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what are they arguing for austerity over everything else right now? that is what we are concerned about. >> let me do -- i want to do which inger-pointing. think is what you ask for. i do not totally agree. >> it is funny i am the nice person. >> i know. i think neera is right.cbo projections. krugman wrote the other day that a 10 year budget forecast we alletty boring -- expected the budget deficit to get really big. i was there working through the administration when it was happening. right question is is not, is it too large in 2008, 2009, 2010 it is it big enough to offset the magnitude of the sector -- of the private sector demand contraction.
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the forces that have aligned here are those who are actually quite a bit less interested in actual deficit reduction menu would really believe.-- and you would really believe. bob really want to bring the deficit down. there are more people who want to just really shrink government. they want to get rid of social insurance because they ideologically oppose it. they do not like the safety net. if you give them the opportunity to cut medicare costs like the president did in the election, they attack him for that. i do not think, when you write down the numbers, they are as serious as they say.i think it is the tea party, i think it is the republican small government, overall, regardless of what that actually means in the long term, that that has adopted deficit reduction as an ideology. i would say they have contributed to a level of--
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there are groups that have contributed to a level of urgency in near-term deficit reduction and it is quite different than the views they espouse. perhaps it is the communication thing. >> let's hear more about that. what do you mean? >> say more about what? >> about how you think -- >> how their groups -- what you're saying is their groups have contributed to an over emphasis. >> let's clarify that. our focus has been on medium and long-term. >> that is what i meant when i said, maybe it is a communication thing. every time there is a proposal for reducing the deficit, i get an e-mail from your guys that say, it is not going far enough. including the president's speech the other day, where i got an e- mail saying, -- that was not a proposal to reduce the deficit.
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>> that was not to reduce the deficit. >> it was to address inequality. >> no, i am saying the criticism was i wish the president had addressed reducing the deficit. i stand by my assertion. every time there is a proposal to do deficit reduction, your group has to do more. you argued to do it in the medium. what i hear you saying today makes sense to me. >> it is the failure of the media not to interpret us properly. >> you make the argument there, which is that it is the only message that comes out, whether it is from a media or -- we need to pay attention to the deficit. that has more impact on the debate than the timing of the thing. >> it is difficult to distinguish between short-term and long-term. people here deficit and they do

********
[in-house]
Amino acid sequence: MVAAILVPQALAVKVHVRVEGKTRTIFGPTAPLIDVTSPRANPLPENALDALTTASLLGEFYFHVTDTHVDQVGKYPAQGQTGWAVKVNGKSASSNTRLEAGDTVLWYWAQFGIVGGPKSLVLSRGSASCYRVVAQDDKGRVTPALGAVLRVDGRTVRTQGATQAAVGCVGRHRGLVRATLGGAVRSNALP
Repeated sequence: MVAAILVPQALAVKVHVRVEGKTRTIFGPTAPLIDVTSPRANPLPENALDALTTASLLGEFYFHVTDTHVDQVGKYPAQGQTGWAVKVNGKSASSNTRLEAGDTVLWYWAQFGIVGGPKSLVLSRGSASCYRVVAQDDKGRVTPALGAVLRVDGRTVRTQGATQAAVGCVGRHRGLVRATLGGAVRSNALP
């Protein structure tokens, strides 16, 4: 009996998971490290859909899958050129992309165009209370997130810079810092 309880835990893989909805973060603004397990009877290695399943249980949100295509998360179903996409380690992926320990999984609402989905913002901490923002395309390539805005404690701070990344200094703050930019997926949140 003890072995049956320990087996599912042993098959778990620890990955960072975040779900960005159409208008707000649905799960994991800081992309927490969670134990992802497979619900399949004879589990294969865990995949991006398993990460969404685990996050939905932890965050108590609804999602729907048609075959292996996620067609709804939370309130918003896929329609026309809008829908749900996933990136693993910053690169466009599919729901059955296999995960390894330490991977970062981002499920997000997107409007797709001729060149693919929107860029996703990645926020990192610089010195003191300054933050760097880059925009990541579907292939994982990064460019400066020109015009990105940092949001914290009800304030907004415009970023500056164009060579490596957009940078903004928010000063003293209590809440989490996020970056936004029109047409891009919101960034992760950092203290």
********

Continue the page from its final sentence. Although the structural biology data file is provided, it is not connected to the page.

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not necessarily look at short- term and long-term stuff. that is one of the vicissitudes of discussing the whole issue. you get the distinction that they are more interested in a sustainable shrinking sustainable fiscal policy or shrink the government. a different argument. i want to get back to the, what do we do about it? the political frustration i have, and this is part of what is going on, even with the president's tour, it is not so much a resetting as i see it, as just swapping trenches. you go from one trench warfare to another, so we have the sort of trench warfare on the proposal that cip has put out. people are talking past each other and not with each other.
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i think, if we want to have the discussion about economic growth, let's say we were to say, things have changed, so let's talk about a year, -- growth here, but let's also talk -- the structural deficit we have always made our concern. i think you can do both. you have to do both. what is missing is some sort of process to get us out of the trenches. we can have trench warfare over the medium-term and overgrowth in the short term. i would like to regular order on the budget, one way to do it you have got a house budget, a senate budget. there is not a mechanism right now where we could make the sort of trade-off and say, maybe we should except higher spending on things that have a high
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potential for growth in the short term. -- what would you say to the norm argument, which is that it rensteine norm o argument, which is that it is not about making sure barack obama and john boehner like each other, i think what he would argue if he were here is that one party has gone much further from the center than the other party. those of us in the media and ad groups that try not to take a side have a hard time with that. it is not about regular order. is it -- it is about the fact barack obama will cut medical security.-- medicare and social security and republicans will not raise taxes. what do you make of that? >> that is a problem. [laughter] on the other hand, i think you
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need to probe for the possibilities -- the senate republicans for example, you have folks there that would make a deal. i would like to see something going on there. that there was a budget negotiation to test the proposition. everybody recognizes at some point you will have to be part of the solution.-- raven knows -- revenues will have to be part of the solution. >> i think the policy for this are obviously terrible. it is toxic and partisan and it is difficult to work on these issues together. i do think when you asked your question though, you have to --member what we have done so so far as we cut defense, cut domestic discretionary, and we raised revenues. but we have not done is dealt with medicare and social